The MSCI All-Country World Index has retreated 12 percent in September, the biggest monthly loss since Russia defaulted on its debt in August 1998. This month, the U.S. seized the two largest mortgage-finance companies, Fannie Mae and Freddie Mac; Lehman Brothers Holdings Inc. filed for bankruptcy; Merrill Lynch & Co. agreed to sell itself to Bank of America Corp.; American International Group Inc. was taken over by the Treasury; and Washington Mutual Inc. was seized by regulators in the biggest U.S. bank failure in history.

Canada Best, China Worst

Canada’s S&P/TSX Composite Index has fallen 16 percent in 2008, giving it the best performance among the 23 nations MSCI considers developed markets. Ireland’s benchmark index has plunged 53 percent, the steepest loss. Among 25 emerging markets, the 2.1 percent gain in Morocco’s Madex Free Float Index counts as the best performance, while the 58 percent drop in China’s CSI 300 Index is the worst.

Financial institutions worldwide have reported more than $550 billion of credit losses and asset writedowns since the beginning of 2007, according to data compiled by Bloomberg.

“This credit crisis is pretty deep and it’s pretty deep throughout the financial industry,” Jason Pride, who helps oversee about $6.5 billion as director of research at Haverford Trust Co. in Radnor, Pennsylvania, told Bloomberg Television.

Wachovia declined 91 percent to 93 cents before trading was halted by the New York Stock Exchange. Citigroup will absorb as much as $42 billion of losses on Wachovia’s $312 billion pool of loans. The Federal Deposit Insurance Corp. will take on losses beyond that amount in exchange for $12 billion in preferred stock and warrants.

National City, Sovereign

Citigroup rose 1.4 percent to $20.44. The bank halved its dividend and said it will raise $10 billion in capital.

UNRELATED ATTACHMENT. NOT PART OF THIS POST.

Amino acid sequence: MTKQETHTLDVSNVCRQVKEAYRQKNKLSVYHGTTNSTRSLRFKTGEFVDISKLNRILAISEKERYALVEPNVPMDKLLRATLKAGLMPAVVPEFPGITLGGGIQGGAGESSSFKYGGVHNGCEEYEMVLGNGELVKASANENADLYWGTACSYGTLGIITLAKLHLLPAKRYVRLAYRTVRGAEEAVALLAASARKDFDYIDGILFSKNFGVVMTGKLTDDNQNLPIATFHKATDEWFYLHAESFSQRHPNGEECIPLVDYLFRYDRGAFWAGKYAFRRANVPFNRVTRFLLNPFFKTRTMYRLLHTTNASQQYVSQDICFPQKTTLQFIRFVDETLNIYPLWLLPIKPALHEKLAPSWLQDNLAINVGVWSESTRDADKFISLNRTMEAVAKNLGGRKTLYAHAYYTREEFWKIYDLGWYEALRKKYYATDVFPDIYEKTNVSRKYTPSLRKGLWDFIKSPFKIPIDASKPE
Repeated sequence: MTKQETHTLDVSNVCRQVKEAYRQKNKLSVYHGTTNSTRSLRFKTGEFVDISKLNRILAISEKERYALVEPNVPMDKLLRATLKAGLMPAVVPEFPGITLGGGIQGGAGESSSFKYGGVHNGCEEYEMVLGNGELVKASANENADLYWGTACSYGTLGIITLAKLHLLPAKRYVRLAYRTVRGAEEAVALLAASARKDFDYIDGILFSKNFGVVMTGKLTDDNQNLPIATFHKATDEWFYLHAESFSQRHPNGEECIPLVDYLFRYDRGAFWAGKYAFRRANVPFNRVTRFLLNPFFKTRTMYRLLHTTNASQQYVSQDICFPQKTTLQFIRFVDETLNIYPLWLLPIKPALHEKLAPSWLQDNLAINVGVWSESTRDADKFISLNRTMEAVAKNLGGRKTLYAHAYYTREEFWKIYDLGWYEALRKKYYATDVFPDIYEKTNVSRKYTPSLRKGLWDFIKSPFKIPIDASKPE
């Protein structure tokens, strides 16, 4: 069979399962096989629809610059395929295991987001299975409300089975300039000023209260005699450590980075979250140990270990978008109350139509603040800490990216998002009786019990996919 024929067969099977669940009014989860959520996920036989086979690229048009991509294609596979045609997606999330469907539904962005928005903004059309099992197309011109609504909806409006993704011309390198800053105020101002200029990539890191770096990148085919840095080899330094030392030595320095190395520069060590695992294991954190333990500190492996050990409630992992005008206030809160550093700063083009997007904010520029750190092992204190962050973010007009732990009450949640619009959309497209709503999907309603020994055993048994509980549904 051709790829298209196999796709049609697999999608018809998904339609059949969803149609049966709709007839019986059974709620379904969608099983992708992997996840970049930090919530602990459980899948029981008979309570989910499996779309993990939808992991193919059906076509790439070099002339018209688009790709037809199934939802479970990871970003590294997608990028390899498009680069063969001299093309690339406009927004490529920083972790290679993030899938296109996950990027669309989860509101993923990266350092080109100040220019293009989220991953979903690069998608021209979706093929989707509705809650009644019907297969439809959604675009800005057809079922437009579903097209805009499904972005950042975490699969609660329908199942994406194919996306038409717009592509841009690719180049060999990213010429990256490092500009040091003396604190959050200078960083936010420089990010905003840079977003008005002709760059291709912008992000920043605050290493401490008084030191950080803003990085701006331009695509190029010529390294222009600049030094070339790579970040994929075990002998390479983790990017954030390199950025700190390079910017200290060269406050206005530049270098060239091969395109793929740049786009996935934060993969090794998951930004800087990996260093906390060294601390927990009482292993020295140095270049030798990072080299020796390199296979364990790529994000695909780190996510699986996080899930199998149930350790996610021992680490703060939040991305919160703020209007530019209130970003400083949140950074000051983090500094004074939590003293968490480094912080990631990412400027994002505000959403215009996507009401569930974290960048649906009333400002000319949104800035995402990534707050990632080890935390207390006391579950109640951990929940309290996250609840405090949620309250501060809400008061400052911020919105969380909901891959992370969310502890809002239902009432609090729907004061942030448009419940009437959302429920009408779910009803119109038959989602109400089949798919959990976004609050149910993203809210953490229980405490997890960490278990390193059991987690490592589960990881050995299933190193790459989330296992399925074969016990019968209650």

Financial shares in the S&P 500 retreated 5.1 percent. National City Corp. plunged as much as 66 percent to $1.25, the lowest intraday level since April 1982. Sovereign Bancorp Inc. fell as much as 57 percent to an almost 16-year low of $3.60.

Morgan Stanley slumped 8.2 percent to $22.71. It agreed to sell a 21 percent stake to Japan’s Mitsubishi UFJ Financial Group Inc. for $9 billion, seeking to shore up investor confidence after borrowing costs climbed and its stock fell by half.

European governments stepped in to rescue Fortis, Bradford & Bingley and Hypo Real Estate as tremors from the U.S. credit crisis were felt around the world. The U.K. Treasury seized Bradford & Bingley, Britain’s biggest lender to landlords, while governments in Belgium, the Netherlands and Luxembourg threw an 11.2 billion-euro ($16.3 billion) lifeline to Fortis. Germany guaranteed a loan to Hypo.

Crude oil fell as much as 8.4 percent to $97.95 a barrel in New York. Copper and corn also helped lead commodities lower, sending the S&P Goldman Sachs Commodity Index to a 6.3 percent decline.

Energy and materials shares in the MSCI All-Country World Index retreated more than 7 percent as a group.

Apple Inc., the computer maker whose shares surpassed $200 last year, dropped the most in eight month after a Morgan Stanley analyst said price cuts will curb profit growth. Apple fell as much as 18 percent to $105.77, the lowest price since May 2007.